This week, the father of a prospective student emailed our office regarding his son’s recent visit to campus last week. He started by complimenting his tour guide on an informative and fun tour. He then went on to relay the story of the rest of his son’s visit to campus. Apparently they were staying the night in Williamsburg and his son opted to attend the Alma Mater Productions’ (our campus programming board) Spring Show: K’Naan and Wale. His tour guide, who also attended the concert, saw the prospective student by himself and invited him to join him and his friends for the concert. After the concert, the tour guide walked the prospective student back to where he was meeting his father. The father absolutely beamed about how much that meant to his son and complimented me for choosing such excellent tour guides.
This email came at a time when my colleagues and I are preparing for our Day for Admitted Students. In thinking back upon my own admitted student visit more than a decade ago, I realized that it was a very similar experience that brought me to W&M. When I visited W&M after being admitted, I flew to Virginia by myself and arrived on campus at around 11:00 p.m. I walked into the then University Center (now the Sadler Center) with my luggage, sleeping bag, and pillow and felt like the pathetic high school kid on the grown-up college campus. My host did not appear to be at our meeting location and while I’m not that old this all took place before cellular phones were a commonplace item. Everyone who passed by me (either out of pure sympathy or unadulterated kindness — I choose to believe the latter) stopped and asked if they could take me somewhere or find me a phone or help me in some way. Eventually, through their kindness, I found my host and proceeded to have a weekend full of similar welcoming interactions. At that time I was deciding between W&M and one other East-coast university. As simple as the notion is, I decided at the end of my campus visit that if I was going to go to school far away, I might as well go to a place where everyone is nice and welcoming and friendly. That sentiment and community feel got me here more than a decade ago and has kept me returning here day after day after day. And apparently that same sense of kindness is still being felt by today’s prospective students only now I’m the one in charge of selecting and training those welcoming faces. My experience has come full circle so to speak and I couldn’t be more proud.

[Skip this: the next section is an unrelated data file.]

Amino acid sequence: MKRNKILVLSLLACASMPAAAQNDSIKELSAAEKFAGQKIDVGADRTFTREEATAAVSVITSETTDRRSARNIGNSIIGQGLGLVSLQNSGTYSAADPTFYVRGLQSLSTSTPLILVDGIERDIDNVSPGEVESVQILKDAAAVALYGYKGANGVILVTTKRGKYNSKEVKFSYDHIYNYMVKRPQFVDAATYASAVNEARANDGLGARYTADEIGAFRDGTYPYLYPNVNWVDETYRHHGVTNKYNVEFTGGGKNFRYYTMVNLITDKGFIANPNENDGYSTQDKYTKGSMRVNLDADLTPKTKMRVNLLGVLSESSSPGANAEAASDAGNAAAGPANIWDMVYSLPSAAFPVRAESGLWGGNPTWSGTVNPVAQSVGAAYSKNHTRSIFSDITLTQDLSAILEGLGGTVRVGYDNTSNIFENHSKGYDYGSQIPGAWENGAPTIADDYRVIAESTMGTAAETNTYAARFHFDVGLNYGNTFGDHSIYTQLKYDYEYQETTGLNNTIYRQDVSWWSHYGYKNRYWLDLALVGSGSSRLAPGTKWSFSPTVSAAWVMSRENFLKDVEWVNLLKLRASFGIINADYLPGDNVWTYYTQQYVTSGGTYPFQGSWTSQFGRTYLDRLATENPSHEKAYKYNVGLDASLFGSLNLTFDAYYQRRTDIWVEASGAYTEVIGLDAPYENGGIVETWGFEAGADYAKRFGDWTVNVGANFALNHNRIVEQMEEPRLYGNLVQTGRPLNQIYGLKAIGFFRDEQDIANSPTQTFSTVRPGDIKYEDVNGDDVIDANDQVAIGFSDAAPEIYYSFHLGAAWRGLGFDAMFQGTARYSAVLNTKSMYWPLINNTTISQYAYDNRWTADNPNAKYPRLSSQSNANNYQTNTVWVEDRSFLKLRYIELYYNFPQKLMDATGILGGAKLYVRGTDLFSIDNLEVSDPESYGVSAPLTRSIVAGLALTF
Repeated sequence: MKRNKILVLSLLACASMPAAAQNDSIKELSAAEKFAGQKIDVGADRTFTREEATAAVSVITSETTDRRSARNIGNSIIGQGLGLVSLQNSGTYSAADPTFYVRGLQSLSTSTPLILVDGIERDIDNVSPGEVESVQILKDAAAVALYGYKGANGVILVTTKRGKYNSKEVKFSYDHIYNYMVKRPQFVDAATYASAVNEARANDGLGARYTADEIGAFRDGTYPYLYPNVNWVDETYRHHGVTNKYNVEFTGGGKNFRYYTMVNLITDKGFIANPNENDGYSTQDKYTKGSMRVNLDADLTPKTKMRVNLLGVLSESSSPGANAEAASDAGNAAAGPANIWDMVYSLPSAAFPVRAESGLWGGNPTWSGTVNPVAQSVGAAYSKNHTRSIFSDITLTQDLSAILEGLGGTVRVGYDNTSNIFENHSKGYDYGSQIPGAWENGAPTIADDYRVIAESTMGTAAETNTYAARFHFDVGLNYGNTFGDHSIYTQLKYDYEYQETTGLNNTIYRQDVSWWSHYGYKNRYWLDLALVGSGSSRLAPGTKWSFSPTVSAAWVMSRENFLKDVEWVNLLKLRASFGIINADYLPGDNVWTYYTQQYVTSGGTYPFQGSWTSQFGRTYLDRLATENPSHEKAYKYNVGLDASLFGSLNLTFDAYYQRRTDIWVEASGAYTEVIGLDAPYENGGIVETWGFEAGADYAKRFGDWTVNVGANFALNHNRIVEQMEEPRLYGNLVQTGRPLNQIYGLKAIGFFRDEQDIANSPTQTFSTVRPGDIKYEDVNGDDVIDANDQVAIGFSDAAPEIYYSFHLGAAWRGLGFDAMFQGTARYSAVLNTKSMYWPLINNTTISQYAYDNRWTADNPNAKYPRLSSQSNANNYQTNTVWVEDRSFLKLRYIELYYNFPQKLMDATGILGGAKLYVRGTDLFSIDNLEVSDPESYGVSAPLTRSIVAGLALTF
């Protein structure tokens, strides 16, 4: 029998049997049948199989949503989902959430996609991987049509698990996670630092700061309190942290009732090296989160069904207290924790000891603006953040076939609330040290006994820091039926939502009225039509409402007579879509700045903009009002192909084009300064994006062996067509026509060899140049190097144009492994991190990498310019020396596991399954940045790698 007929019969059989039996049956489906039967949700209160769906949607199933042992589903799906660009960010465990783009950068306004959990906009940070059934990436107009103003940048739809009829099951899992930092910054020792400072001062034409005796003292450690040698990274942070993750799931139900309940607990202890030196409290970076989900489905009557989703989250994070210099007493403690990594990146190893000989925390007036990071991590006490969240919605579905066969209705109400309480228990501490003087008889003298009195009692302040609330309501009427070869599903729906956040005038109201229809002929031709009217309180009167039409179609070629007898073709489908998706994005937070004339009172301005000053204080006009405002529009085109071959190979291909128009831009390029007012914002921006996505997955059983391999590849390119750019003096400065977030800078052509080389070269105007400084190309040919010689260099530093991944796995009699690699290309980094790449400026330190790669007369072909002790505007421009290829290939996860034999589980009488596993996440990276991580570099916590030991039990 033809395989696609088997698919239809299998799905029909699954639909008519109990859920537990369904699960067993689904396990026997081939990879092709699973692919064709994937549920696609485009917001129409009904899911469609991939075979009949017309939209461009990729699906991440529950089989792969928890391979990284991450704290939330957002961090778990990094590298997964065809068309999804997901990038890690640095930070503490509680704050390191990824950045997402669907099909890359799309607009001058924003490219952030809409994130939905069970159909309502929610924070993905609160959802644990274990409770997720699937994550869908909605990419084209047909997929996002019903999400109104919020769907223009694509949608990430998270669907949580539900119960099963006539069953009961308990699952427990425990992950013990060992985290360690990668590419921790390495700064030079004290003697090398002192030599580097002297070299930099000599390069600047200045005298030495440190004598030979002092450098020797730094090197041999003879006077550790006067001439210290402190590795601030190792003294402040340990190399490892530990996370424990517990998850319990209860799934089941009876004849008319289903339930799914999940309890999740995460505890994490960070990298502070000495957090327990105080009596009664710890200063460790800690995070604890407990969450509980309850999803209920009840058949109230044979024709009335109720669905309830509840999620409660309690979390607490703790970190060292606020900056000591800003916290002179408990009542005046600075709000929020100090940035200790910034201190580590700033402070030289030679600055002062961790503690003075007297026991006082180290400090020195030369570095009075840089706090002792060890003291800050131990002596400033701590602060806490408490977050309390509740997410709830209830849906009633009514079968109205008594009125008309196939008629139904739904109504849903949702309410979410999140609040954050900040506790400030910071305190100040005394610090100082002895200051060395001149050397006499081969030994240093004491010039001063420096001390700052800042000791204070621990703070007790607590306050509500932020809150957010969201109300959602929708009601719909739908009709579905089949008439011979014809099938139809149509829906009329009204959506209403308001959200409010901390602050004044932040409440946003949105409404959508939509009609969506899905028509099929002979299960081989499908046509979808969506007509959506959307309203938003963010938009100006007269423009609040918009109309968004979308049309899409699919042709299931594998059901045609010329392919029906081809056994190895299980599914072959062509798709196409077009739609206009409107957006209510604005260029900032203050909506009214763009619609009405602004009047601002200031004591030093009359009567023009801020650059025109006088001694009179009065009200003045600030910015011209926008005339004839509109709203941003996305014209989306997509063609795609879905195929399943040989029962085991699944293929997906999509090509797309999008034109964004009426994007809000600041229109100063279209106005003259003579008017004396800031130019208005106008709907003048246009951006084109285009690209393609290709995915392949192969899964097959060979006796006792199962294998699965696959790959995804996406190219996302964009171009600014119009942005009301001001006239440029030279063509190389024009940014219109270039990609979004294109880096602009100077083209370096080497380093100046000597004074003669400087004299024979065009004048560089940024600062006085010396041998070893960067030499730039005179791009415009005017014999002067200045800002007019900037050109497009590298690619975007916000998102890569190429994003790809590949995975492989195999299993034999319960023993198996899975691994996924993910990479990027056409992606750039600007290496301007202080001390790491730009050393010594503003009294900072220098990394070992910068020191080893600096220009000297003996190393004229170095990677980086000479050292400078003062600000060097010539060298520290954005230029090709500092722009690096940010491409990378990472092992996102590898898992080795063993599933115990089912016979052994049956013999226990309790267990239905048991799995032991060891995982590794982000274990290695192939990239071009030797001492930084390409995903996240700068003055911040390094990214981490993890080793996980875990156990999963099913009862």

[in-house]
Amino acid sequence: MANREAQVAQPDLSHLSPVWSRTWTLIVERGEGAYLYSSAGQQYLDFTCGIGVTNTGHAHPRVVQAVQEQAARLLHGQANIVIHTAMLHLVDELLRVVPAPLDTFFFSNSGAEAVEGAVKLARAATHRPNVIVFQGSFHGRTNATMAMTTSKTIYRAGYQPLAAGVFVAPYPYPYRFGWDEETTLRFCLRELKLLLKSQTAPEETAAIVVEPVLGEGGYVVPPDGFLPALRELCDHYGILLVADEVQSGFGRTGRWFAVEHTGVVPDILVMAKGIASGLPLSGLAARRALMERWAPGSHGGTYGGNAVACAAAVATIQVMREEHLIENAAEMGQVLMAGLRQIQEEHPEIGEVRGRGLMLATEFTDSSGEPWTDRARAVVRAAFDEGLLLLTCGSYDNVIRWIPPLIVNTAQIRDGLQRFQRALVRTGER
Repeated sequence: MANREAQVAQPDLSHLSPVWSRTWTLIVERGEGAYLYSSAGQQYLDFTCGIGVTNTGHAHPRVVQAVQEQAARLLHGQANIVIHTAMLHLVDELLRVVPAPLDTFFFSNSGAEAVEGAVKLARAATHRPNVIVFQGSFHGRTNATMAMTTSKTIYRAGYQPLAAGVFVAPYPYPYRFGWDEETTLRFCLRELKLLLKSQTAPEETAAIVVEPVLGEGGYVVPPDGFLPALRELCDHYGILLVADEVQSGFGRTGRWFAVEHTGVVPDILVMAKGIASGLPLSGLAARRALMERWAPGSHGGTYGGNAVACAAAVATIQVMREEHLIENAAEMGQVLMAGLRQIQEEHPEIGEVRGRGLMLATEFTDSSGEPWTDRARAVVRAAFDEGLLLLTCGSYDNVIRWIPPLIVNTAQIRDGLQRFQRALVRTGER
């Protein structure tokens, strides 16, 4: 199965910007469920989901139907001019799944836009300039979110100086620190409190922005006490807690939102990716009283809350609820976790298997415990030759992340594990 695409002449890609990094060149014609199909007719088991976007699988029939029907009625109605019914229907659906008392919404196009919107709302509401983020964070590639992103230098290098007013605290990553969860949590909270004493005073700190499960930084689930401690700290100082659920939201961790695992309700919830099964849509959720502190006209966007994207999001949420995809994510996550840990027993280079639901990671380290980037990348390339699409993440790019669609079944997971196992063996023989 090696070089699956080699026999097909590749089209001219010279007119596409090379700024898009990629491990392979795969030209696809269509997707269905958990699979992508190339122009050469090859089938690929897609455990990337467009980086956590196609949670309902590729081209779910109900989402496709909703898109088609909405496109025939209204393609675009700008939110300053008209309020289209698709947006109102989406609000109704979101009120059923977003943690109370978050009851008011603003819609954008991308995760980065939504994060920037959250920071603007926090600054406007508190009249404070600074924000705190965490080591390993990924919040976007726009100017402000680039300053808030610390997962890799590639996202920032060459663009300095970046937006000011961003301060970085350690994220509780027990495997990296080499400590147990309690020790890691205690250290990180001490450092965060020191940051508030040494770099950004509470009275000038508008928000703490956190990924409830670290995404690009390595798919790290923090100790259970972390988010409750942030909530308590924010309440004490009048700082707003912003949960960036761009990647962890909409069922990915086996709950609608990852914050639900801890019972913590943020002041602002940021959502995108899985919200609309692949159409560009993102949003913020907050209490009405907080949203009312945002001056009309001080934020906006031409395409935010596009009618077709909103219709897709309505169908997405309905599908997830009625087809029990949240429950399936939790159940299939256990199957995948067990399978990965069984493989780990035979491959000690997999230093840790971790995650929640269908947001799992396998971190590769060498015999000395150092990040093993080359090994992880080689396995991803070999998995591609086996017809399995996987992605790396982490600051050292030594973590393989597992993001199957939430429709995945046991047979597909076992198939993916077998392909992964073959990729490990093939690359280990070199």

– Wendy Livingston